In discussing yesterday's post on the American Anthropological Association's removal of (the word) science from its long-range plan, several commenters were puzzled or skeptical about the foundations of the debate. One wrote:
The depiction of the different sides – both in the NYT article, the earlier Higher Ed article, and by many of the proponents – strike me as utter nonsense. Despite working in the field, I've yet to meet one of these anti-science cultural anthropologists.
And another wrote:
I can't quite grasp an academic yet non-scientific way to study these things.
It may help to recognize that the "anti-science cultural anthropologists" have traditionally framed their views as an opposition to "positivism".
In fact, this discussion has been going on since before anthropology existed as an academic discipline, with "positivist" becoming a term of opprobrium early on. J.S. Mill wrote in "Auguste Comte and Positivism" (1865):
[T]hough the mode of thought expressed by the terms Positive and Positivism is widely spread, the words themselves are, as usual, better known through the enemies of that mode of thinking than through its friends; and more than one thinker who never called himself or his opinions by those appellations, and carefully guarded himself against being confounded with those who did, finds himself, sometimes to his displeasure, though generally by a tolerably correct instinct, classed with Positivists, and assailed as a Positivist.
It's easy to find social scientists who identify themselves frankly as anti-positivists, from Marx to Habermas.
For the contemporary critique of positivism in anthropology, see e.g. Paul B. Roscoe, "The perils of positivism in Cultural Anthropology", American Anthropologist 1995:
OVER THE LAST TWO decades, a widespread conviction seems to have emerged that positivism is an intellectual conceit cultural anthropology can no longer afford. The target of relentlessly withering commentary, its program has focused the fire of disciplinary disenchantment with the post-Enlightenment project, and its perceived failings have provided a rallying point around which the identities of interpretive, deconstructive, and postmodern movements have formed. […]
The core of anthropology's image of positivism is what sometimes is called the "received model" of natural science: a set of philosophical or epistemological conceptions about the nature of the universe, the place of humans in it, and the specific (scientific) means by which "objective" or "true" knowledge of it is, or can be, generated. This positivistic model is said to predicate the existence of an "objective" reality independent of human perception and interpretation; it asserts the ability of humans to perceive, via the sensory organs, cognitively and linguistically unmediated aspects of this reality (facts); and it aims to construct a "perfectly impersonal or objective," "value-free," cognitive representation (or "mental map") of reality as a whole (theories).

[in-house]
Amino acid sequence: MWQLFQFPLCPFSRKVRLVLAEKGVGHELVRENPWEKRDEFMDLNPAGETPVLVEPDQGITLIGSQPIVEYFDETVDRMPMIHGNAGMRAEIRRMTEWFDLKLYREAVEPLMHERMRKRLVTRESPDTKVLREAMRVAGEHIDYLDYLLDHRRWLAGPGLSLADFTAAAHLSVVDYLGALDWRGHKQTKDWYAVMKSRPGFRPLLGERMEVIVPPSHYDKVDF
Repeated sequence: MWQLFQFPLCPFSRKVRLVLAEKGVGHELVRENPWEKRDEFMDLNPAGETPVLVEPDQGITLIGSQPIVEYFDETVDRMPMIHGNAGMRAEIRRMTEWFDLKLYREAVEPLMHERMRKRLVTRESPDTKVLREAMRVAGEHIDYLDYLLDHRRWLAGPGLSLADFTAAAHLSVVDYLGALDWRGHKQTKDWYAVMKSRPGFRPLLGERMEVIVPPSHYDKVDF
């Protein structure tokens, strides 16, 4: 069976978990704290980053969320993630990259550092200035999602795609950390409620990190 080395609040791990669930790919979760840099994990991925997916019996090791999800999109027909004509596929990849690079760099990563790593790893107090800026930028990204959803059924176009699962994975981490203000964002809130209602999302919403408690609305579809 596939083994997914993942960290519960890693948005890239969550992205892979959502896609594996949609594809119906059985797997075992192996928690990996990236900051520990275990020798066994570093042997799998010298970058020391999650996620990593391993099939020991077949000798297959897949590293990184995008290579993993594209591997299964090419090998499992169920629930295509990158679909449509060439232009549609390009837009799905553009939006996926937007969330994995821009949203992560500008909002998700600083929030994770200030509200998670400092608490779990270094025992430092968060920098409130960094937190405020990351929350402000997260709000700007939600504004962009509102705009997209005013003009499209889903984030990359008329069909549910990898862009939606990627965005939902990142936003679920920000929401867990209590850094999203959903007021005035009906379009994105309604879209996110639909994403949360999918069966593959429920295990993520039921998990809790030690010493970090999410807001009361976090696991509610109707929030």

The critique is taken further in Murray Wax, "On Negating Positivism: An Anthropological Dialectic", American Anthropologist, 1997. His abstract:
Continuing a discussion initiated by Paul Roscoe in the pages of this journal, this essay situates positivism as a social and philosophic movement adversarily responding to the "negative dialectic" of 18th- and 19th-century critical philosophy. Notably, positivistic ideologies and practices have been manifest in cultural anthropology, linguistic analysis without "meaning," and "the new archaeology." Because funding agencies have accepted the positivistic claim that it embodies "the scientific method," interpretivists and other dissidents have had to become "rice positivists," while graduate programs have required that research be fitted into a scenario of "hypothesis testing" of "theoretical problems."